Also known as herpes-zoster for the virus that causes it, Shingles is a delayed stage of an infection with a virus called varicella-zoster (VZ), the virus that causes chickenpox. The main differences between chickenpox and shingles are the symptoms and the timing of the infection.
Shingles occurs in approximately 4 cases per 1,000 people in the US. The number increases to 10 per 1,000 in people above age 60.5, but women of childbearing age can develop shingles due to their having chickenpox in the past. Shingles also can develop from a type of VZ given to you as the chickenpox vaccine, but the chances are higher that you can develop shingles if you have had chickenpox and thus have the virus in your cells. Overall, the incidence of shingles during pregnancy is thought to be fairly low.
Chickenpox is what is called the acute stage of VZ infection, the stage that develops within a few days of getting infected and that subsides within a couple of weeks. The classic symptoms of chickenpox are a very itchy rash all over the body, cough, fever, headache, and loss of appetite. Traditionally, chickenpox was a disease of childhood, because it tends to be extremely contagious. Thus, when one child had it, the virus would spread rapidly. The introduction of a chickenpox vaccine in the 1990s led to a dramatic reduction in the chickenpox incidence. However, many women who are pregnant today had chickenpox as children or teens.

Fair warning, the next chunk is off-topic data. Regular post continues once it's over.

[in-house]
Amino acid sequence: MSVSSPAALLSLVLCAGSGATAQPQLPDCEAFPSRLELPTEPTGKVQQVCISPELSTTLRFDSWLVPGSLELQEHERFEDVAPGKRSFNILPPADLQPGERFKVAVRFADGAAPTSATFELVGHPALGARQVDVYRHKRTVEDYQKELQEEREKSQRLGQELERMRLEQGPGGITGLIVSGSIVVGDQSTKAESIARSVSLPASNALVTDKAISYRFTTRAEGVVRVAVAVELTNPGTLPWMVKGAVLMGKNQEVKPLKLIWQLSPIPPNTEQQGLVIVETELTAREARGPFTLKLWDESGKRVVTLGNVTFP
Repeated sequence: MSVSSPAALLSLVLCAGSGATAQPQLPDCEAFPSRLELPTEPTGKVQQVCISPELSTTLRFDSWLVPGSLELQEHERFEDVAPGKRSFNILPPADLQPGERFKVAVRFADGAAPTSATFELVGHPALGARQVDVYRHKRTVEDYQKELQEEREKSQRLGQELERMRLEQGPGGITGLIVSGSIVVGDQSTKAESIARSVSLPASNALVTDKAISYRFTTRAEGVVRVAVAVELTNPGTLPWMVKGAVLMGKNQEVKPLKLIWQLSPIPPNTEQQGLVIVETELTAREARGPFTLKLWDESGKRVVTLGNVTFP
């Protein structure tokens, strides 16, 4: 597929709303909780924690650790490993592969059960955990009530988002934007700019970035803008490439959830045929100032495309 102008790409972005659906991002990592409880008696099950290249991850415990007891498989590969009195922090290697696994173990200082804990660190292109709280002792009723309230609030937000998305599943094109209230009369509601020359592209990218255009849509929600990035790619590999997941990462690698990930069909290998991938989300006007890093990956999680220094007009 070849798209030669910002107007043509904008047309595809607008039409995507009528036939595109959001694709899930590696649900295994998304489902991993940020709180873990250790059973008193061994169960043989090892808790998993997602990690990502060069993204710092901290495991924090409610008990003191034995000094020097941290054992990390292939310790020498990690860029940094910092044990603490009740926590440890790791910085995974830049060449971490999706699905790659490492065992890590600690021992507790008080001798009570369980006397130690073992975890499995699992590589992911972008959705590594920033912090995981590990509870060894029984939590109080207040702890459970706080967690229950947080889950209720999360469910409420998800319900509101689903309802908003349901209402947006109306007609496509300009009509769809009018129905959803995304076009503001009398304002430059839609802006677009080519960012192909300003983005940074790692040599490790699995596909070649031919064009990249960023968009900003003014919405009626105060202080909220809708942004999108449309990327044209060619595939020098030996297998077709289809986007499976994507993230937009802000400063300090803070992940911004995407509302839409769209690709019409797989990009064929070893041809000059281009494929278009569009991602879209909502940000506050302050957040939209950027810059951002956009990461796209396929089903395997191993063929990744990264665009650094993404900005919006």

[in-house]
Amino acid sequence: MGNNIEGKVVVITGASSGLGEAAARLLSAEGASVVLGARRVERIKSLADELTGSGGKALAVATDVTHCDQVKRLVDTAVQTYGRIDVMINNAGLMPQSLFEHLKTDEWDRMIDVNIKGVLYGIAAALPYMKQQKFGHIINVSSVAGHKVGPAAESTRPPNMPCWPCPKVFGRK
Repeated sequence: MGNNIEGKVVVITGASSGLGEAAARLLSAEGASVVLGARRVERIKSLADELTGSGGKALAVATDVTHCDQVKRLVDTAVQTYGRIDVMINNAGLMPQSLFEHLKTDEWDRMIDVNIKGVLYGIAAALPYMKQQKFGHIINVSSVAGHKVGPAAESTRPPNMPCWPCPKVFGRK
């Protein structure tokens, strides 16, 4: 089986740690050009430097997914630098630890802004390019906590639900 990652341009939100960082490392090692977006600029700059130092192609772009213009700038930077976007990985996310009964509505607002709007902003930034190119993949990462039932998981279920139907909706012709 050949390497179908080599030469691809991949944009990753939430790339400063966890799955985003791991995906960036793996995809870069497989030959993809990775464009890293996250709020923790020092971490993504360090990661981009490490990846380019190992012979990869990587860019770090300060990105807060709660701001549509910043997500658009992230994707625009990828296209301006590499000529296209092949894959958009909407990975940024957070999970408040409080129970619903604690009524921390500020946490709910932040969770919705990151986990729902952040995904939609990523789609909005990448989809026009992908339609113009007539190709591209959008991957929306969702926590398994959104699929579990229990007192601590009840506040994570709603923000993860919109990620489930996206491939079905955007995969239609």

Instead of eliminating the VZ virus from your system, the immune system simply fights it off and then keeps the virus suppressed. However, the virus hides in the nervous system, specifically in the sensory nerves of the body and face. It does not cause symptoms, as long as your immune system keeps it in check. This is called the latency stage of infection, and in most people it lasts for the rest of life. But when the immune system is compromised, or when the immune system weakens with age, the VZ that’s hiding in the nervous system can cause another symptomatic stage of the disease with symptoms different from those of chickenpox. Known as shingles, this condition also features a rash, but rather than being all over the body the lesions of the rash erupt along sensory dermatomes, which are regions of the skin that follow sensory nerves on their way to the spinal cord. Although there can be some itching, the main symptom in the shingles rash is extreme pain.
As for diagnosis of shingles, generally, the rash of shingles is so distinctive along dermatomes that your doctor can make a diagnosis just be seeing it. However, sometimes there is just pain without a rash, and sometimes the rash looks similar to the rashes of other viruses, such as herpes simplex, and, or to the rashes of a bacterial infection such as impetigo. Shingles also can look similar to contact dermatitis, insect bites, scabies, folliculitis, scabies, a skin yeast infection, and several other conditions, including drug reactions. When there is doubt but also suspicion that you could have shingles, samples can be taken of the fluid from the skin sores or scabs, or saliva. The sample then can be tested with polymerase chain reaction (PCR), a test that amplifies DNA sequences, including the sequences of any viruses that are present. Those sequences then can be compared with known sequences, including the sequence of VZ virus. Along with identifying VZ, these tests can distinguish between VZ caught during childhood (called wild-type VZ) and VZ of a chickenpox vaccine.